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Understanding the physical and mental functioning of those with persistent and resolved Complex Regional Pain Syndrome to help inform treatment approaches

McCabe, Candy; Llewellyn, Alison; Hibberd, Yvette; White, Paul; Davies, Lindsay; Marinus, Johan; Perez, Roberto; Thomassen, Ilona; Brunner, Florian; Sontheim, Carol; Birklein, Frank; Goebel, Andreas; Haigh, Richard; Connett, Robyn; Maihofner, Christian; Knudsen, Lone; Harden, Norman; Zyluk, Andrzej; Shulman, David; Small, Helen; Gobeil, Francois; Moskovitz, Peter A.


Candy McCabe
Professor of Clinical Research and Practice

Yvette Hibberd

Paul White
Professor in Applied Statistics

Lindsay Davies

Johan Marinus

Roberto Perez

Ilona Thomassen

Florian Brunner

Carol Sontheim

Frank Birklein

Andreas Goebel

Richard Haigh

Robyn Connett

Christian Maihofner

Lone Knudsen

Norman Harden

Andrzej Zyluk

David Shulman

Helen Small

Francois Gobeil

Peter A. Moskovitz


Pain is bio-psychosocial in nature. Recognising the inter-relationship of physical and psychological factors in Complex Regional Pain Syndrome (CRPS) has clinical implications for treating this often poorly understood chronic pain condition. Whilst there is little evidence suggesting psychosocial factors have a prognostic role in the development of CRPS, research suggests CRPS has significant consequences for patients, such as poor psychological health, poor functional ability and reduced quality of life (QoL). It is also known that anxiety, pain-related fear, and disability in the early stages of CRPS are associated with poorer outcomes in the first year.
However, little is known about how demographic and bio-psychosocial factors may vary and relate to patient-defined recovery and other individual characteristics (including duration of the condition and upper- versus lower-limb CRPS). Understanding self-reported symptoms and psychosocial factors within these contexts may be important in helping healthcare professionals design and evaluate future treatments.

To undertake a cross-sectional study, describing the self-reported physical and psychological function of people with CRPS (with varying disease duration), and those who had recovered. Using an international sample to ensure population diversity, to identify variances and/or relationships between recovered and non-recovered populations and condition characteristics (upper/lower limb affected).

Following ethical and institutional approvals at study sites, potential participants ≥18yrs, who met, or previously met, Budapest CRPS criteria, were identified from 8 country-specific databases (UK, Germany, USA, Canada, Switzerland, Denmark, Netherlands, Poland) and sent postal questionnaires (translated from English as required). Consent was implied by return of completed questionnaires. Data collected within countries was anonymised and pooled on a single common database (lead centre Bath).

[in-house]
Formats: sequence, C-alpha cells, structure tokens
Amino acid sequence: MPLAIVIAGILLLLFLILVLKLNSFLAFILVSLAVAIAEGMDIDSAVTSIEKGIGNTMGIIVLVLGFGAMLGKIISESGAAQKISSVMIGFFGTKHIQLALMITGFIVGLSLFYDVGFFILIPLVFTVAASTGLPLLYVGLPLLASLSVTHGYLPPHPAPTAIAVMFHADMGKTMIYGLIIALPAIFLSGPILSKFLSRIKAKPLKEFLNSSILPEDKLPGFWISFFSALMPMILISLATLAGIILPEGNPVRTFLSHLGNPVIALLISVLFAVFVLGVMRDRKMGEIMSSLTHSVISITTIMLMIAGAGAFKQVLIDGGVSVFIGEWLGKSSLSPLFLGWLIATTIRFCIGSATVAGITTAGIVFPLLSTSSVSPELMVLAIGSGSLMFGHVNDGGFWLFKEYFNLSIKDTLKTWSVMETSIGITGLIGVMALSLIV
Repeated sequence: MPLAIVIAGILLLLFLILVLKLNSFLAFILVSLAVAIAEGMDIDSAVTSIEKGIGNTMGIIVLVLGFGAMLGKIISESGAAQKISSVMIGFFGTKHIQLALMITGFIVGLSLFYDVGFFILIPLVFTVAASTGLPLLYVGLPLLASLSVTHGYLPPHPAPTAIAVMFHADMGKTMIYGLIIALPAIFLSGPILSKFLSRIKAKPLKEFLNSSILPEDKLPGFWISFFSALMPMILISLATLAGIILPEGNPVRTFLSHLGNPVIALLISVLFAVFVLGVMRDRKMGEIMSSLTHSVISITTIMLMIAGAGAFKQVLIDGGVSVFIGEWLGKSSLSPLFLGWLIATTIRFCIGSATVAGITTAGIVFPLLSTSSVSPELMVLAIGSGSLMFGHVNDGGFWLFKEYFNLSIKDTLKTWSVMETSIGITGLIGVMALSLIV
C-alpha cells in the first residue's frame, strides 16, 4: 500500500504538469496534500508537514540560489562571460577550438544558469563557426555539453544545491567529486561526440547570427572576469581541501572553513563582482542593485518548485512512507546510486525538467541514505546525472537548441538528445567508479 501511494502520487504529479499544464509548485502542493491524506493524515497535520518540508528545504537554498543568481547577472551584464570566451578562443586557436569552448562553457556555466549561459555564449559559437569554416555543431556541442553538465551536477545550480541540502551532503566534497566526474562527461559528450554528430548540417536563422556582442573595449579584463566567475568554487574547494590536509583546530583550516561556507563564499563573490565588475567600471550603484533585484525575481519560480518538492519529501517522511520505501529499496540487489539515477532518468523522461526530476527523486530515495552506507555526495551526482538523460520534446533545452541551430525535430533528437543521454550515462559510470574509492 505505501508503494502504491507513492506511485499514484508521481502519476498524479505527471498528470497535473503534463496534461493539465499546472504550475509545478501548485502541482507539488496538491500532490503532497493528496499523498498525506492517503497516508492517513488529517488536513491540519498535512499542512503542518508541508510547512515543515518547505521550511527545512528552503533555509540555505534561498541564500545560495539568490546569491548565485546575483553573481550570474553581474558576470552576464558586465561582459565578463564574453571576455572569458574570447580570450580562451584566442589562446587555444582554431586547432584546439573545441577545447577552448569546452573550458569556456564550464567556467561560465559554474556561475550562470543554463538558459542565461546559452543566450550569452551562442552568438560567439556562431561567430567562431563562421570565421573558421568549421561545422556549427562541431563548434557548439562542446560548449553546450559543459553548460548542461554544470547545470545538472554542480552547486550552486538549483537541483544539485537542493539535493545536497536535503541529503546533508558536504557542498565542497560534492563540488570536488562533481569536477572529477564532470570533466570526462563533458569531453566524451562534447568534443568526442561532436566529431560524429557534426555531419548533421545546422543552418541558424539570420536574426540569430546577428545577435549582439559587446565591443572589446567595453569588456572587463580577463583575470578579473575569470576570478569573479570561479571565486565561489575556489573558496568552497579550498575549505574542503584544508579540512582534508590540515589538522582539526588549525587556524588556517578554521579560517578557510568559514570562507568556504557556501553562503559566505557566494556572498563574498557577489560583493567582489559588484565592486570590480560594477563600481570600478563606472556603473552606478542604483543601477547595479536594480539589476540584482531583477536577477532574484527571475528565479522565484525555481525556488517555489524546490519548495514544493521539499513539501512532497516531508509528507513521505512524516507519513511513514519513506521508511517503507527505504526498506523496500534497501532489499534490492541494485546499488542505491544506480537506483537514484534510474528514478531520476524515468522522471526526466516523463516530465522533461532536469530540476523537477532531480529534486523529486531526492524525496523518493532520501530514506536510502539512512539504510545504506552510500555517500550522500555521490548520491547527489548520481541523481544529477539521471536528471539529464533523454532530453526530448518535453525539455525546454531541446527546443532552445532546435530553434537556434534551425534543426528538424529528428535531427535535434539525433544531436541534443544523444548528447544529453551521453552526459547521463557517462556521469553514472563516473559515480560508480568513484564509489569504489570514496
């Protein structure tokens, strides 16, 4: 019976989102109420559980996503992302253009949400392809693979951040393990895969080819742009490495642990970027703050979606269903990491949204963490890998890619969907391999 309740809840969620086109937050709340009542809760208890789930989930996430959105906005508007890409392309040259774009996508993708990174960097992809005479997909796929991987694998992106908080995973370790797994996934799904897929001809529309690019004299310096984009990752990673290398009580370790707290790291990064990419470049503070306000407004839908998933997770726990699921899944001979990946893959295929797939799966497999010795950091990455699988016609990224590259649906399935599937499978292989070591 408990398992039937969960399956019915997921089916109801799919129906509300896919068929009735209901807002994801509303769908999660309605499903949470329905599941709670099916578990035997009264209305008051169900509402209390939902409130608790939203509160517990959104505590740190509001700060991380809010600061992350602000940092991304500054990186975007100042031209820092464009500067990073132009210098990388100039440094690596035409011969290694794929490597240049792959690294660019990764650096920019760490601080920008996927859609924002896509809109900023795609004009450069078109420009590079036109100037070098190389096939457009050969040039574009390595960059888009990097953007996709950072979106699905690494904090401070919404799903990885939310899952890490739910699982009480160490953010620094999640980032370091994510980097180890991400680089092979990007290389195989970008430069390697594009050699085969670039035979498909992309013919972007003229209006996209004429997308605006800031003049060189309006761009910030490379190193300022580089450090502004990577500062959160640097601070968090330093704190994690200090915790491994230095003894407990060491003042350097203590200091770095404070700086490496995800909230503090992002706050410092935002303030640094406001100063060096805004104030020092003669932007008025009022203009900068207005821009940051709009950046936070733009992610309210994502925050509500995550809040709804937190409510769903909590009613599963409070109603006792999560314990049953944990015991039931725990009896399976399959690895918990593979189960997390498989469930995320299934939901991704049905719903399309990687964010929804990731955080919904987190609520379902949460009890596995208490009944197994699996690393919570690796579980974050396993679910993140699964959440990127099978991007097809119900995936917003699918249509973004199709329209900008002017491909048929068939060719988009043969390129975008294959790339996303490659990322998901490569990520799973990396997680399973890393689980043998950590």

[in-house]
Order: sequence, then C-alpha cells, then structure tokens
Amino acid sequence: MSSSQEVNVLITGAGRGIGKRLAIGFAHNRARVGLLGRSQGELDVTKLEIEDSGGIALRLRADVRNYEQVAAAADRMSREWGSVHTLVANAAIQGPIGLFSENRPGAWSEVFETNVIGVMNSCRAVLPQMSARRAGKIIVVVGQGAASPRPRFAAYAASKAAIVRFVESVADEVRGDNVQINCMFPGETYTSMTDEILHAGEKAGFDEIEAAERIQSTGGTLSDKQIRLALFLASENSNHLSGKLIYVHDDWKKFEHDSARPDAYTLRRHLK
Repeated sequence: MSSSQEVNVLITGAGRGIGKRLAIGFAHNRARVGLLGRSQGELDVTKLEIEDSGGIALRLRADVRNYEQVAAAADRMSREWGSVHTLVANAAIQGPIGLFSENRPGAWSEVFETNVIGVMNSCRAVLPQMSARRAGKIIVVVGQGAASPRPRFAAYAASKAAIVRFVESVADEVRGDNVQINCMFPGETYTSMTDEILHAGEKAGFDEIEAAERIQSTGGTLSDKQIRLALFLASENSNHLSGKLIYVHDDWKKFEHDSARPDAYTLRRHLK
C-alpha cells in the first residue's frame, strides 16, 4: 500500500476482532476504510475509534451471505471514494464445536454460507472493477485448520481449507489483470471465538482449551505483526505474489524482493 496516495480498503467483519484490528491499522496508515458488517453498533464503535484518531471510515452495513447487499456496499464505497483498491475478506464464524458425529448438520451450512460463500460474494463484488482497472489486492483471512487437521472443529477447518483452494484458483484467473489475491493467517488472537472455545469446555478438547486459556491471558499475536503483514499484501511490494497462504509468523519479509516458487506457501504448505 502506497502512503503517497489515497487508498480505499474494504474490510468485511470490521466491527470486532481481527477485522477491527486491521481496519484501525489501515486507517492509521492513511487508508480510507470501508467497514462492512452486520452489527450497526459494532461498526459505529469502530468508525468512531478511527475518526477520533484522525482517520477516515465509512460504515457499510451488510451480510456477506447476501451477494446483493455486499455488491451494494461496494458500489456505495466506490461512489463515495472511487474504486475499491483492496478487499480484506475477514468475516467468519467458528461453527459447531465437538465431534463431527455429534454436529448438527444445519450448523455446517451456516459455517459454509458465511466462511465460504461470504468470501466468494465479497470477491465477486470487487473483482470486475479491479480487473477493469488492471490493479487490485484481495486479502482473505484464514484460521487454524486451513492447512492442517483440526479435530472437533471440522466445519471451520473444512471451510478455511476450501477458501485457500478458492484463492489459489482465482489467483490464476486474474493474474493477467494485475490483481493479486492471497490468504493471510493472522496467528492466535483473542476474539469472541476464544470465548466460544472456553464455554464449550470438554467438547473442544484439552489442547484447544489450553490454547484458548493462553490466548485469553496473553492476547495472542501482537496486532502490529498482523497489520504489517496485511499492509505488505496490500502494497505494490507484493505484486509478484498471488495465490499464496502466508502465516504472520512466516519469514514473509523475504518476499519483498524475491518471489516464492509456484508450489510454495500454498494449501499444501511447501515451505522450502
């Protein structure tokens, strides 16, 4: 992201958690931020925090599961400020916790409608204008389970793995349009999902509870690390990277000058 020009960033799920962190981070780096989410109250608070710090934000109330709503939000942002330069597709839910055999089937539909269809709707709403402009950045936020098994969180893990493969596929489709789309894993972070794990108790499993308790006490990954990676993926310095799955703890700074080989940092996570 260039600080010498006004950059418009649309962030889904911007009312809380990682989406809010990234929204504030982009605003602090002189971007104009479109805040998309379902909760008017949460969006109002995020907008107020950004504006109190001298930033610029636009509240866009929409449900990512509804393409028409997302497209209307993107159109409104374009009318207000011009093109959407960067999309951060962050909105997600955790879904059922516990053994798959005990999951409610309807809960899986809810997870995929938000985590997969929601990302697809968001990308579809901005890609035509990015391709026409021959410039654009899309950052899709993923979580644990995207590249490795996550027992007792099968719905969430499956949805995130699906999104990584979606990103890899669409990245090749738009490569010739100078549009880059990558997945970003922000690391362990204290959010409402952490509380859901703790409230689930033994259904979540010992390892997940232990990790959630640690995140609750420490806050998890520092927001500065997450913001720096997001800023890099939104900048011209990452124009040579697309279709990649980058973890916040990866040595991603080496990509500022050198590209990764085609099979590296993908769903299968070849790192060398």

Self-reported data included: patient demographics, limb affected, disease stage (early, intermediate, late, recovered/non-recovered); knowing CRPS type (I or II); date of CRPS onset; trigger (trauma or spontaneous); and symptoms (from a provided list) in the prior 48 hours.
Participants also completed: McGill Pain Questionnaire (MPQ); EQ-5D; Acceptance and Action Questionnaire (AAQ-II); Radboud Skills Questionnaire (RSQ) for upper-limb CRPS; and Measuring Activity Limitations in Walking Questionnaire (WAQ) for lower-limb. Chi-squared, Welch’s t-tests, odds ratios and regression analyses were used to explore the data.

N=347 participants (80.4% female; mean age=53yrs; 52.7% disease duration ≥ 3yrs. N=310 reported recovery status: 280 (90.3%) non-recovered.
Self-reported recovery and number of symptoms were strongly associated (χ2 = 124.94, df = 15, p


McCabe, C., Llewellyn, A., Hibberd, Y., White, P., Davies, L., Marinus, J., …Moskovitz, P. A. (2016, May). Understanding the physical and mental functioning of those with persistent and resolved Complex Regional Pain Syndrome to help inform treatment approaches. Poster presented at British Pain Society Annual Scientific Meeting, Harrogate, UK

Presentation Conference Type Poster
Conference Name British Pain Society Annual Scientific Meeting
Start Date May 10, 2016
End Date May 12, 2016
Publisher SAGE Publications
Keywords Complex Regional Pain Syndrome, recovery, functioning
Public URL
Publisher URL
Additional Information Title of Conference or Conference Proceedings : British Pain Society Annual Scientific Meeting